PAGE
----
Hunchback and in crippling pain, Bernadine Radice was facing the prospect of living the rest of her life in agony until life-changing surgery 18 months ago.
The 32-year-old Pickering Brook woman has her surgeon to thank for corrective surgery that reduced the chronic curvature of her spine – and four people who donated their hip bones after hip replacement surgery.
Bernadine was just five years old when her mother first sought advice from a doctor, concerned about her daughter’s posture.
“Mum noticed it when I was five and she took me to the doctor. The doctor brushed it off saying: ‘She’s lazy, she’s slouching, she’s fine, she’s fine’,” she said.
For years Bernadine endured a revolving door of medical appointments until one doctor took her complaint seriously. She was diagnosed with Scheuermann’s disease, a developmental disorder of the spine that causes wedging of the vertebrae and results in a hunch back.
But the diagnosis did not herald answers. Two years of wearing a restrictive back brace 23 hours a day, seven days a week did not help, and at the age of 18, Bernadine was told her deformity was “cosmetic” and nothing could be done to relieve her pain.
“It was a constant ache in my spine,” she said. “It was there all the time and caused lots of headaches. I didn’t think about it much at the time being young, but once I turned 18 I noticed it more. I just put it down to the intense labour working on our family orchard.”
Her symptoms worsened and four years ago, while picking fruit, her back seized.
“I will never forget that day. It was horrific,” Bernadine said. “It was like someone was in there ripping my spine apart. The pain was excruciating. It caused me to drop to my knees. I tried to grab onto the branches, but I was pulling all the fruit and leaves off with me.
“I shook it off and sat on the ground for maybe 30 seconds and picked myself back up thinking it had passed, but it happened again.
“That was the beginning of the end. I haven’t worked since.”
In August 2016 – 25 years after her mother first raised concerns – Bernadine underwent corrective surgery. Orthopaedic surgeon Peter Woodland cut out the four wedged vertebrae, replaced them with donor bone and inserted two large rods for support.
“The results have been amazing,” Bernadine said. “I can’t thank Dr Woodland enough.
“I have gained 5cm in height. I’ve gone from an 85 per cent curvature of the spine to 33 per cent, well within the normal range now. And the pain is so much better – it’s manageable.”
Bernadine is eagerly waiting for November when she will be assessed to return to work.
Now she is sharing her story in a bid to raise awareness about bone and tissue donation and the important work of PlusLife, WA’s only bone and tissue bank.
It comes as PlusLife prepares to open its new $10 million state-of-the-art facility in Midland on Saturday, March 24.
“I don’t know where I would be without PlusLife and the special donors whose bones I received,” Bernadine said. “I didn’t even know the bone and tissue bank existed until I was put in the position where I needed a bone donation.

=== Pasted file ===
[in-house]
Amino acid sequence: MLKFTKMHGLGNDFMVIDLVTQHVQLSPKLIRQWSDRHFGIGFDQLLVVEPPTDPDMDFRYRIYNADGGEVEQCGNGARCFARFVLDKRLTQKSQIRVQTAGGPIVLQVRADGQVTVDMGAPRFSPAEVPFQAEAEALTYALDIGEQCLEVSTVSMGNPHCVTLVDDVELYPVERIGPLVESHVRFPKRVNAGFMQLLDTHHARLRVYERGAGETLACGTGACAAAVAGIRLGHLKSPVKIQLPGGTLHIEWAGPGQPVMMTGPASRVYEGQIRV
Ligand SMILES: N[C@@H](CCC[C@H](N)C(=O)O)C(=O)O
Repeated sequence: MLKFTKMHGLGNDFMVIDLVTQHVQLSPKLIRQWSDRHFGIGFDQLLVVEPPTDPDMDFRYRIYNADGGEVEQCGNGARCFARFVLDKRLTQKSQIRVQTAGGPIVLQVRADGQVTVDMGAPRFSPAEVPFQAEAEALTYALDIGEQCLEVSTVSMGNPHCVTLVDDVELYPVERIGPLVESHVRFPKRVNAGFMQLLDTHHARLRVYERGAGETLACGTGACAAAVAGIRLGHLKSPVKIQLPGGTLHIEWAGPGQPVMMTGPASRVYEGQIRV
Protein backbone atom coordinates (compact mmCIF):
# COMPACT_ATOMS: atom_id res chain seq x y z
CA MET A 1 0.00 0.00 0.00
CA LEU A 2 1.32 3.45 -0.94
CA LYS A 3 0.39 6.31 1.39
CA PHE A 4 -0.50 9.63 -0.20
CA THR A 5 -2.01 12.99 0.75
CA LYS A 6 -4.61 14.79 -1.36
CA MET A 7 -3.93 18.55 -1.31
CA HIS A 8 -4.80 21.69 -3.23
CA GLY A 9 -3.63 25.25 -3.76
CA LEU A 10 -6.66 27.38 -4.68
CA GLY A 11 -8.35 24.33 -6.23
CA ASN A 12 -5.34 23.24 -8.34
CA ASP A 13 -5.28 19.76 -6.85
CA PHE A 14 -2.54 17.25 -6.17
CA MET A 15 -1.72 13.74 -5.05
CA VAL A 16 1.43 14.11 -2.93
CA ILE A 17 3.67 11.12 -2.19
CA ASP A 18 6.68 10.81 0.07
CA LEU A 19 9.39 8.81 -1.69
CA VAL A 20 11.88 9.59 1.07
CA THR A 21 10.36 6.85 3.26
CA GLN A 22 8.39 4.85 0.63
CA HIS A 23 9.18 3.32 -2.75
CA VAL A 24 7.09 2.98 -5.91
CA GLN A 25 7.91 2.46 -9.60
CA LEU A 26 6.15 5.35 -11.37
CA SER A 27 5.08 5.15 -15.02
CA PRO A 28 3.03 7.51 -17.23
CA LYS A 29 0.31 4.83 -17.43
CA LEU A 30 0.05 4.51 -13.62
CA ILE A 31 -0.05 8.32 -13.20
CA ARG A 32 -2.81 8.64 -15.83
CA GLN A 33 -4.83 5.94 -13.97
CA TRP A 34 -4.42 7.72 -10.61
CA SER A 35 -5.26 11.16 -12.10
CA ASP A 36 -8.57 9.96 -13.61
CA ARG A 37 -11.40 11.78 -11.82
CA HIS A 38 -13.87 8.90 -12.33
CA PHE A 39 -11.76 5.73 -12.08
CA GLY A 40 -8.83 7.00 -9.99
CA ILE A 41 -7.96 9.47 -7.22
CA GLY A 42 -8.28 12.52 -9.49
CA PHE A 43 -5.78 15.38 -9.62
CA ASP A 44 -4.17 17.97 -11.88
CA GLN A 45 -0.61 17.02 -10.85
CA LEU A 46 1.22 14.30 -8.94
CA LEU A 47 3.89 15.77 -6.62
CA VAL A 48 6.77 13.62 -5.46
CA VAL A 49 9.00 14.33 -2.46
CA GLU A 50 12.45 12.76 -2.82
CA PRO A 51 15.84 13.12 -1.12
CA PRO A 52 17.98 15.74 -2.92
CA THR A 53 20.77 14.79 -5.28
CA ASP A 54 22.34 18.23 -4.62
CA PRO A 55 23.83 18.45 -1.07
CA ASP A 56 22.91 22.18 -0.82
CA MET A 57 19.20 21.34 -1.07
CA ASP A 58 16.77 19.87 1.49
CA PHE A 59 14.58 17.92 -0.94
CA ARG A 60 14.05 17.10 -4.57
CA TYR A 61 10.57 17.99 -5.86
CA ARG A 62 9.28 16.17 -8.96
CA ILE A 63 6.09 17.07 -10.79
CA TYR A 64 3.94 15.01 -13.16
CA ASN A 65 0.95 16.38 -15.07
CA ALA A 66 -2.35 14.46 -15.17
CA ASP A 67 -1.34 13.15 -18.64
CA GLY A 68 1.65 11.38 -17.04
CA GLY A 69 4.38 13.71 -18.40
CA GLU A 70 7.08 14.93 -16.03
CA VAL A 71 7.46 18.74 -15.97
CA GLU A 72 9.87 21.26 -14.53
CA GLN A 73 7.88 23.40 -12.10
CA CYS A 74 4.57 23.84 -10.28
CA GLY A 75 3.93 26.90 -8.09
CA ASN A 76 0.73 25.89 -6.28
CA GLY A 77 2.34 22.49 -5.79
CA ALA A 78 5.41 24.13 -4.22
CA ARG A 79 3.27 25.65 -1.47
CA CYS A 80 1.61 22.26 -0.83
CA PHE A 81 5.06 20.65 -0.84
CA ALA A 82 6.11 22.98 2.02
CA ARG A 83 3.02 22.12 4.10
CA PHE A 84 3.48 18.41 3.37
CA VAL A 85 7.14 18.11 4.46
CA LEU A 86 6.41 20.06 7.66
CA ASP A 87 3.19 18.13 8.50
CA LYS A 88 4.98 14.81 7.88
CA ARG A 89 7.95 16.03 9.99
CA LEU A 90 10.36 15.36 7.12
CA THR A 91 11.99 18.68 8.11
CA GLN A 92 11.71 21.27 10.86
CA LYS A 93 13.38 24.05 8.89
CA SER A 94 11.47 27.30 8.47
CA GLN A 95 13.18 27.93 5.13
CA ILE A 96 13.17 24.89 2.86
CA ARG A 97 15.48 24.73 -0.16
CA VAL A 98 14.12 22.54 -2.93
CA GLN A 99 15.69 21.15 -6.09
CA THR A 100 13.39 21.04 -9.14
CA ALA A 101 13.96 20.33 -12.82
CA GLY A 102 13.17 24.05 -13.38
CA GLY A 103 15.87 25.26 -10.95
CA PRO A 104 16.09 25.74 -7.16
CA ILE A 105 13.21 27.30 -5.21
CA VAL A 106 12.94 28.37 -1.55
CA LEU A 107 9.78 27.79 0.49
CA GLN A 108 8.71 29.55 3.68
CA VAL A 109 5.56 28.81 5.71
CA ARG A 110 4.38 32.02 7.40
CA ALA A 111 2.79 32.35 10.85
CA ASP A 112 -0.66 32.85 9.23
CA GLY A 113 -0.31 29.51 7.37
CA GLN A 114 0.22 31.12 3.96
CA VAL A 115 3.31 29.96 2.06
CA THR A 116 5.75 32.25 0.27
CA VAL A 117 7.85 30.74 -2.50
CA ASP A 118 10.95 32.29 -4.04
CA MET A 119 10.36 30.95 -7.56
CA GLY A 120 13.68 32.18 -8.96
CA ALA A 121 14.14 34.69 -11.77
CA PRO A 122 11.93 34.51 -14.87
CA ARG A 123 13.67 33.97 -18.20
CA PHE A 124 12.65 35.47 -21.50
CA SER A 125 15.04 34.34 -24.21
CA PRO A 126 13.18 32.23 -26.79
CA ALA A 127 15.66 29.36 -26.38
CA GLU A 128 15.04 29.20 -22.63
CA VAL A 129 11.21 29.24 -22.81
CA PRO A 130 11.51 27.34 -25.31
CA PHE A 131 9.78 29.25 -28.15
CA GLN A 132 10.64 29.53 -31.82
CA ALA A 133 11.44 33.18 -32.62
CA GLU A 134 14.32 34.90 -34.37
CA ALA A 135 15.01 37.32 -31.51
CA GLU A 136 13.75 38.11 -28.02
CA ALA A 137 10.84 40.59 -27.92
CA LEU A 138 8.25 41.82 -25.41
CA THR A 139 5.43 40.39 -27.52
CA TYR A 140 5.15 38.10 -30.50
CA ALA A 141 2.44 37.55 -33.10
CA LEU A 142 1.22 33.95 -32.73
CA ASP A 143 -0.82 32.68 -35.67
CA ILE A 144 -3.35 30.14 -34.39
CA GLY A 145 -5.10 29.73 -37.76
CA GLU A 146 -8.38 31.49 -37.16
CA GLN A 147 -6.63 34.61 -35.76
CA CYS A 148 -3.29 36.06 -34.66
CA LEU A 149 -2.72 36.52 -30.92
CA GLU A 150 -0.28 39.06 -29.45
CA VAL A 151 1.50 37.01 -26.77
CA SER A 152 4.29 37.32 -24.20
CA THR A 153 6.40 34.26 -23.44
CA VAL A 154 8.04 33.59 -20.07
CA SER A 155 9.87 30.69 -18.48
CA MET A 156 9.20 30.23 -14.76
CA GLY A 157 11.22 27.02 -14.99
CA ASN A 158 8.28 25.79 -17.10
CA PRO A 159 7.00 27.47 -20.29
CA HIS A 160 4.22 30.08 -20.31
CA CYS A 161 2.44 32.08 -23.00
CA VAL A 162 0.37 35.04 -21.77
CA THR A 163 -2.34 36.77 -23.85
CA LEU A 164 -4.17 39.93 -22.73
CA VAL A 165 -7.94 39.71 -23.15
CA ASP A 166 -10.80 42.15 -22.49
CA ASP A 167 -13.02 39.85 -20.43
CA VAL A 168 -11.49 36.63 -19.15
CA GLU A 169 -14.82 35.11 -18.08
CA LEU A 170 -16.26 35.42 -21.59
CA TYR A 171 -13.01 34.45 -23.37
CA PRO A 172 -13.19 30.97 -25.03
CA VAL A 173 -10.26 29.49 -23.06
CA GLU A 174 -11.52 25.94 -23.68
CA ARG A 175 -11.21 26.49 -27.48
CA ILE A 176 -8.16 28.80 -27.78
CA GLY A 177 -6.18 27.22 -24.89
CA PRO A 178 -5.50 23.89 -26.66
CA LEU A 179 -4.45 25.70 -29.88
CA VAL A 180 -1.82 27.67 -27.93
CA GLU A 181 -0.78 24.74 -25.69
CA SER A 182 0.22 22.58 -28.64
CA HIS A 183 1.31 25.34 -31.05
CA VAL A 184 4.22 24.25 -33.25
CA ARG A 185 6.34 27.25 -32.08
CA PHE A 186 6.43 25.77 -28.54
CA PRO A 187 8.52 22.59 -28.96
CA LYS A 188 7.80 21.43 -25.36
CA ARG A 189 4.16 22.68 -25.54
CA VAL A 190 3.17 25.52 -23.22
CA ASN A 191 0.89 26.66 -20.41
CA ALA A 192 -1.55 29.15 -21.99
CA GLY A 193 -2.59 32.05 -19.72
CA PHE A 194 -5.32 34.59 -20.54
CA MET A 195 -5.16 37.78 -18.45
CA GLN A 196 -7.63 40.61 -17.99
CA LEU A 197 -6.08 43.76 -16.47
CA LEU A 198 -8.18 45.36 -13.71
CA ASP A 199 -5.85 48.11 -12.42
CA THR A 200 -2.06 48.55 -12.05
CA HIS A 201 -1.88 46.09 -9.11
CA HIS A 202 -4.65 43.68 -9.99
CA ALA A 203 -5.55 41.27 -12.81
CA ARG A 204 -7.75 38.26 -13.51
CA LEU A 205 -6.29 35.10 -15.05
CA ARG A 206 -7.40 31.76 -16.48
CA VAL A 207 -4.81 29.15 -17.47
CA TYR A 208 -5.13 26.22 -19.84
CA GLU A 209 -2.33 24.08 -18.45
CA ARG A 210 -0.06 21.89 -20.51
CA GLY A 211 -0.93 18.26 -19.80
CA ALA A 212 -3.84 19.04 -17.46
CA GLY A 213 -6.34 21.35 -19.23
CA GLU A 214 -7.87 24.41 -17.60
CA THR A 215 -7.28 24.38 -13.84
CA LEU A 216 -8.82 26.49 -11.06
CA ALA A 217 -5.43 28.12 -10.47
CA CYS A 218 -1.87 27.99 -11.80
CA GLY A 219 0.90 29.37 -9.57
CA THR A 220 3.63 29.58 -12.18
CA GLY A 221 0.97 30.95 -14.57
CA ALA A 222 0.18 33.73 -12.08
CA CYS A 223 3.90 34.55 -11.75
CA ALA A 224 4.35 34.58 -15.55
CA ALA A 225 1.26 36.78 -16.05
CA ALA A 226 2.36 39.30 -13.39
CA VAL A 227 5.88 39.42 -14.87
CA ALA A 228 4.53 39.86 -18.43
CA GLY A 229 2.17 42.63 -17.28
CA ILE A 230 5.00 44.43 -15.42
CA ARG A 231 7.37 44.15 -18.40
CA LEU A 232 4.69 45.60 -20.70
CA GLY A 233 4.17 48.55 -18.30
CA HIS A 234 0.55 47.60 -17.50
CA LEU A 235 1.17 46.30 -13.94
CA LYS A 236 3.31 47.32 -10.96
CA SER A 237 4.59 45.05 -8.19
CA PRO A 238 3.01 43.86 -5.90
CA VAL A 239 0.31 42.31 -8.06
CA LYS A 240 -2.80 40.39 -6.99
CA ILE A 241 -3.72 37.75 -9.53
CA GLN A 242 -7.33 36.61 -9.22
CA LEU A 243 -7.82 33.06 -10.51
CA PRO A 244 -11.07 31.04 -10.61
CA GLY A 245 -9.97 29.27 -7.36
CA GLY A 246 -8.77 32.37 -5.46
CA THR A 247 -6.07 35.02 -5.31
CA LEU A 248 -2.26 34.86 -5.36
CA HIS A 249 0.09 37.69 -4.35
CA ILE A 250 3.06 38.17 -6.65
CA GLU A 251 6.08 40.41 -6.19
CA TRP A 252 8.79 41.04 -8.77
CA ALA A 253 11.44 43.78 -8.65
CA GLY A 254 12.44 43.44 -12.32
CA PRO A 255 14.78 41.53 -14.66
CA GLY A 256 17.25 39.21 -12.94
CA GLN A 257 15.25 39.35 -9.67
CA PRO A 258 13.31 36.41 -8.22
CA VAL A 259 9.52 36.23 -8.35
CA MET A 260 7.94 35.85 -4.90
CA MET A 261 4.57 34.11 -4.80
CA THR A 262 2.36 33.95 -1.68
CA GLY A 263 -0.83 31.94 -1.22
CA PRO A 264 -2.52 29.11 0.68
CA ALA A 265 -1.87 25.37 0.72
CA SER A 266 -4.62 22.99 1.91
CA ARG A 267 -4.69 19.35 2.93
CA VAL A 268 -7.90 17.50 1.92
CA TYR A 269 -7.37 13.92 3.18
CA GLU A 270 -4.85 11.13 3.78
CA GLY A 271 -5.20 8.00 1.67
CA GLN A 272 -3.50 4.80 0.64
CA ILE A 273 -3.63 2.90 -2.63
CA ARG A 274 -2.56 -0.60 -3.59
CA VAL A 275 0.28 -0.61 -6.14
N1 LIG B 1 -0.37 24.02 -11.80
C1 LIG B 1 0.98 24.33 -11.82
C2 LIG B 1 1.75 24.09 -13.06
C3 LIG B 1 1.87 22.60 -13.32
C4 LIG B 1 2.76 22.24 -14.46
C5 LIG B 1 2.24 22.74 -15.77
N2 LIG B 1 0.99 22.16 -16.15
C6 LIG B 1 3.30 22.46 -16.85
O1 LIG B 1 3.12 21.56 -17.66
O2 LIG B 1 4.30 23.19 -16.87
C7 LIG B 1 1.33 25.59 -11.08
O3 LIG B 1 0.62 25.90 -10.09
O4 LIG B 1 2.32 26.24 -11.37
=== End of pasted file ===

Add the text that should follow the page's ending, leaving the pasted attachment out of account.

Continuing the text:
“Through its donor programs, PlusLife really does make amazing differences to the lives of people just like me.”
Bernadine said she was extremely thankful for the bone donations and called on others to consider becoming donors.
PlusLife managing director Anne Cowie said the new facilities would allow the health service to grow its bone and tissue management operations and continue its vital work supporting the community.
Since opening as the Perth Bone and Tissue Bank 25 years ago, Plus Life has provided more than 18,000 grafts to more than 10,000 patients, many of whom are children with bone cancer and spinal deformities.
“PlusLife has helped improve thousands of lives through the generous donations of Australian tissue,” Mrs Cowie said.
“This new building means we will be able to continue our important work managing bone and tissue donations in WA as we strive to meet growing demand for our services.
“We greatly appreciate the State Government’s support, which will ensure we can continue to provide a high quality service for future generations.”
PlusLife, which manages bone and tissue donations in WA, has two donor programs. Living patients having hip replacement surgery can donate the ball part of their hip, which is used commonly in a ground-up form for children with spinal deformities. And, like organ donation, bone, tendons and ligaments can be donated after death with consent from next-of-kin.
Grafts are used for patients undergoing life-changing operations, such as surgery to treat spinal deformities, complex joint surgery and treatments for patients with dental and facial bone loss. In many cases it has saved young adults the distress of a limb amputation.
Mrs Cowie said there was a need for greater community awareness about bone and tissue donation, which greatly improves outcomes for patients.
“While organ donation has a high community profile and is known as a life-saving gift, many people are not aware that tissue donation is actually possible,” Mrs Cowie said.
“The donation of tissue can have life-changing benefits for patients. One deceased tissue donor has the potential to improve the wellbeing, sight and mobility of up to 60 people.”
To register as a bone, tissue or organ donor, visit www.donorregister.gov.au or via Medicare online.